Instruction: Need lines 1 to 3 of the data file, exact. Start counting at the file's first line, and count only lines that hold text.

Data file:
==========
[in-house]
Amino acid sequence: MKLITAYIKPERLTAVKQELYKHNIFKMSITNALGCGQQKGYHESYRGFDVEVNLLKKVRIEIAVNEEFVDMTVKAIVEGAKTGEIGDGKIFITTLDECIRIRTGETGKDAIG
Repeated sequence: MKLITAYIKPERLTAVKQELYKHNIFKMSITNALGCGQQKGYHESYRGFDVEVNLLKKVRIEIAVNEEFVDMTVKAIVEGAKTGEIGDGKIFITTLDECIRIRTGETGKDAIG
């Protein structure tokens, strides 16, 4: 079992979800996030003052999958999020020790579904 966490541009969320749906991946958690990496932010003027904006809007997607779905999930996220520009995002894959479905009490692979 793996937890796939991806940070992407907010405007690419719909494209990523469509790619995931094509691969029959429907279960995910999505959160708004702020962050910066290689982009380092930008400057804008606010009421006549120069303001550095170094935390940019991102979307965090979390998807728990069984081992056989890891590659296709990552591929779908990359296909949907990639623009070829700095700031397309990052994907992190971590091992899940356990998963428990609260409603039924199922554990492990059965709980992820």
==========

[in-house]
Amino acid sequence: MKLITAYIKPERLTAVKQELYKHNIFKMSITNALGCGQQKGYHESYRGFDVEVNLLKKVRIEIAVNEEFVDMTVKAIVEGAKTGEIGDGKIFITTLDECIRIRTGETGKDAIG
Repeated sequence: MKLITAYIKPERLTAVKQELYKHNIFKMSITNALGCGQQKGYHESYRGFDVEVNLLKKVRIEIAVNEEFVDMTVKAIVEGAKTGEIGDGKIFITTLDECIRIRTGETGKDAIG